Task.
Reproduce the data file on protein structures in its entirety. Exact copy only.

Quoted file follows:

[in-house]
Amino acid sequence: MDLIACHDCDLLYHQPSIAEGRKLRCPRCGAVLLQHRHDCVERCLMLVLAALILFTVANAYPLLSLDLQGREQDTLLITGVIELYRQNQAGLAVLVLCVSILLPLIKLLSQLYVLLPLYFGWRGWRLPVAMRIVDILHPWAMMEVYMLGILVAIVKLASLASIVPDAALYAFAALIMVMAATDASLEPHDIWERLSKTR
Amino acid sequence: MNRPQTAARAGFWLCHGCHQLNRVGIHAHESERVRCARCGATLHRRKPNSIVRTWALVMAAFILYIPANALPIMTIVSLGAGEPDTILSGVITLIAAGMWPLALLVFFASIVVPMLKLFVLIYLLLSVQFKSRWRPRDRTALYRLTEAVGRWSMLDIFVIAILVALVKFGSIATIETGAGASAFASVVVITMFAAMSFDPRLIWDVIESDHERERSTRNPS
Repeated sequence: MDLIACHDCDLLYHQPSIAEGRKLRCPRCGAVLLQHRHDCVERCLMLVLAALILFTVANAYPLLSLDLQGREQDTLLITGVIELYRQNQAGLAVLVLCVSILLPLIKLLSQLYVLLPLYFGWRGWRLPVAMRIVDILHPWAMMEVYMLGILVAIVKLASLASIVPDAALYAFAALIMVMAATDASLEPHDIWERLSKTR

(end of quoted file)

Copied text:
[in-house]
Amino acid sequence: MDLIACHDCDLLYHQPSIAEGRKLRCPRCGAVLLQHRHDCVERCLMLVLAALILFTVANAYPLLSLDLQGREQDTLLITGVIELYRQNQAGLAVLVLCVSILLPLIKLLSQLYVLLPLYFGWRGWRLPVAMRIVDILHPWAMMEVYMLGILVAIVKLASLASIVPDAALYAFAALIMVMAATDASLEPHDIWERLSKTR
Amino acid sequence: MNRPQTAARAGFWLCHGCHQLNRVGIHAHESERVRCARCGATLHRRKPNSIVRTWALVMAAFILYIPANALPIMTIVSLGAGEPDTILSGVITLIAAGMWPLALLVFFASIVVPMLKLFVLIYLLLSVQFKSRWRPRDRTALYRLTEAVGRWSMLDIFVIAILVALVKFGSIATIETGAGASAFASVVVITMFAAMSFDPRLIWDVIESDHERERSTRNPS
Repeated sequence: MDLIACHDCDLLYHQPSIAEGRKLRCPRCGAVLLQHRHDCVERCLMLVLAALILFTVANAYPLLSLDLQGREQDTLLITGVIELYRQNQAGLAVLVLCVSILLPLIKLLSQLYVLLPLYFGWRGWRLPVAMRIVDILHPWAMMEVYMLGILVAIVKLASLASIVPDAALYAFAALIMVMAATDASLEPHDIWERLSKTR